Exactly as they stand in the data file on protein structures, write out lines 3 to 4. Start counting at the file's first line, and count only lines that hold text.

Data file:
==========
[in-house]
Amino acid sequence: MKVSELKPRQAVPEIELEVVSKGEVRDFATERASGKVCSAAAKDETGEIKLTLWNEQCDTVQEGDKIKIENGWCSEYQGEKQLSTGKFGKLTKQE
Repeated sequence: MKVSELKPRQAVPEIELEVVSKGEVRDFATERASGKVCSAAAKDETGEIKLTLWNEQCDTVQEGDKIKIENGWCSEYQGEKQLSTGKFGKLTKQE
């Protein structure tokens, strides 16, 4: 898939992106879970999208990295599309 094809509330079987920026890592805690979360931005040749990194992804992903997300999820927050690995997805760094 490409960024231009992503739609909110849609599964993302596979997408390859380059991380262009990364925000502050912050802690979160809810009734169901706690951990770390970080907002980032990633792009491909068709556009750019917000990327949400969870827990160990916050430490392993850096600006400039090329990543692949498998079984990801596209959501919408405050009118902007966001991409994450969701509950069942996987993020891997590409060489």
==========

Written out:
Repeated sequence: MKVSELKPRQAVPEIELEVVSKGEVRDFATERASGKVCSAAAKDETGEIKLTLWNEQCDTVQEGDKIKIENGWCSEYQGEKQLSTGKFGKLTKQE
């Protein structure tokens, strides 16, 4: 898939992106879970999208990295599309 094809509330079987920026890592805690979360931005040749990194992804992903997300999820927050690995997805760094 490409960024231009992503739609909110849609599964993302596979997408390859380059991380262009990364925000502050912050802690979160809810009734169901706690951990770390970080907002980032990633792009491909068709556009750019917000990327949400969870827990160990916050430490392993850096600006400039090329990543692949498998079984990801596209959501919408405050009118902007966001991409994450969701509950069942996987993020891997590409060489």